May 6, 2014—SAA President Danna Bell submitted written testimony today to the District of Columbia Council in support of $44 million for a new DC Archives and Records Center – and the critical and ongoing need to budget for professional staff support. Read her testimony below.
District of Columbia
Committee on Government Operations Budget Hearing
Office of the Secretary / Archives and Records Center
Thursday, May 1, 2014
Written Testimony Submitted By
Danna C. Bell
President, Society of American Archivists
The Society of American Archivists was founded in 1936 and is North America’s oldest and largest national archival association. At present SAA has more than 6,000 members, including a large number who work and live in the District of Columbia.
In December 2003 then-SAA President Timothy Ericson and Vice President Randall Jimerson expressed SAA’s concern about the status of the District of Columbia Archives and Record Center in letters to DC Mayor Anthony Williams. They noted that providing limited support to the Archives resulted in false economies, as District of Columbia government funds were being used to house materials in off-site storage. They noted that reductions in staff would make it difficult—if not impossible—to locate records needed for government activities and accountability. They noted that citizens of the District would not be able to access government records that they needed to protect their property rights, voting rights, and other rights accorded to them by the District government. And they noted that historic papers documenting the lives of noted Americans, including Frederick Douglass, Woodrow Wilson, and Francis Scott Key, were being held in substandard conditions without appropriate temperature and humidity controls and therefore were at significant risk.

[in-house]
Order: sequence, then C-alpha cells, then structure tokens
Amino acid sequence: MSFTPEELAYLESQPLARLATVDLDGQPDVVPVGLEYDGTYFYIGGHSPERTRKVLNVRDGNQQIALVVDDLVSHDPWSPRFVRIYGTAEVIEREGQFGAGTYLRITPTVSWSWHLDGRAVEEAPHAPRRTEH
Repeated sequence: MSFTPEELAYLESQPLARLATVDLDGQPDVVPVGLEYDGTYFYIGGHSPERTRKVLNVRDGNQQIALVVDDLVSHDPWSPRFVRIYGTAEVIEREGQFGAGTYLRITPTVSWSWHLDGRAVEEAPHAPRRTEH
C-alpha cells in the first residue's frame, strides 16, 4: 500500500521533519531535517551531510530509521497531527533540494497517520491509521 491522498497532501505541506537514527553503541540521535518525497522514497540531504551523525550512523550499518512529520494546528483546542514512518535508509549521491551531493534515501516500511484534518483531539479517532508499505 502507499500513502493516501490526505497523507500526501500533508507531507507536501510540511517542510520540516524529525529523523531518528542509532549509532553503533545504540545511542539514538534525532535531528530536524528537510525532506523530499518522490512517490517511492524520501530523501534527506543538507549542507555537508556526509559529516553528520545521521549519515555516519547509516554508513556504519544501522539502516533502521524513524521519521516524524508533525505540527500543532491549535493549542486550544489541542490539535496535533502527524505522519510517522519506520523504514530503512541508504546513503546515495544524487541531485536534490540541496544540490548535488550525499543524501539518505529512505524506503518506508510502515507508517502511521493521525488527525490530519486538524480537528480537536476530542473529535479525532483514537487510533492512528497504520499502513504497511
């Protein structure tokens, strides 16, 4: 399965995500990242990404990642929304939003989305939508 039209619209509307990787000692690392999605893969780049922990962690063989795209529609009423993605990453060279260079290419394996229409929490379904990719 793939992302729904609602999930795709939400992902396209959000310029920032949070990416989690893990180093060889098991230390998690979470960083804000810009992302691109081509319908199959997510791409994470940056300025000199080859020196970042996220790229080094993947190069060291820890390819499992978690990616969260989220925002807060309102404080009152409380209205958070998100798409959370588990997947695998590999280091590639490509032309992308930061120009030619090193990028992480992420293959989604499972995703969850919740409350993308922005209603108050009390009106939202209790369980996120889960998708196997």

More than a decade later I was happy to hear that $44 million was allocated in the District of Columbia budget to build a new home for the District of Columbia Archives and Records Center. This level of funding would make it possible for these important records to be stored in a safe and secure location with appropriate temperature controls and space. Further, it would allow the DC Archives staff to bring together the records that are stored off-site into a single facility, something that will save the District money and ensure that all of the permanently important records of the activities of the District of Columbia are housed in one easy-to-access location.
But building a new home for the DC Archives and Record Center is just a first step toward ensuring that the District’s records are protected and accessible to our citizens and others who are interested in learning more about the growth of this vibrant community. The District Council must also ensure that there is adequate funding—both now and in the future—for appropriate staffing and the equipment needed to acquire, protect, preserve, and provide access to these important records.
The level of current staffing available to arrange, describe, and provide access to these important records is totally inadequate. Full-time professional archivists and records managers are needed to review the records, determine their disposition, do preservation work as needed, and answer reference questions from government officials and members of the community. Work is also needed to ensure that government records created throughout the DC system are handled properly and, when no longer current, are sent to the DC Archives for appropriate disposition.
In addition, staff are needed to begin the important work of protecting, preserving, and providing access to government records that exist only in electronic form. The DC Archives staff must begin planning how to acquire and preserve electronic records for current and future use. Currently there is no policy in place to preserve these important records and professional staff are needed to begin work on these critical issues.
The Society of American Archivists encourages the Council to maintain the $44 million already in the budget to build a new building for the DC Archives and Records Center, and strongly recommends that adequate funding be provided in future budgets to support the staff of the DC Archives and Records Center in their task of ensuring that the records and the history of the District of Columbia government are protected now and in the future.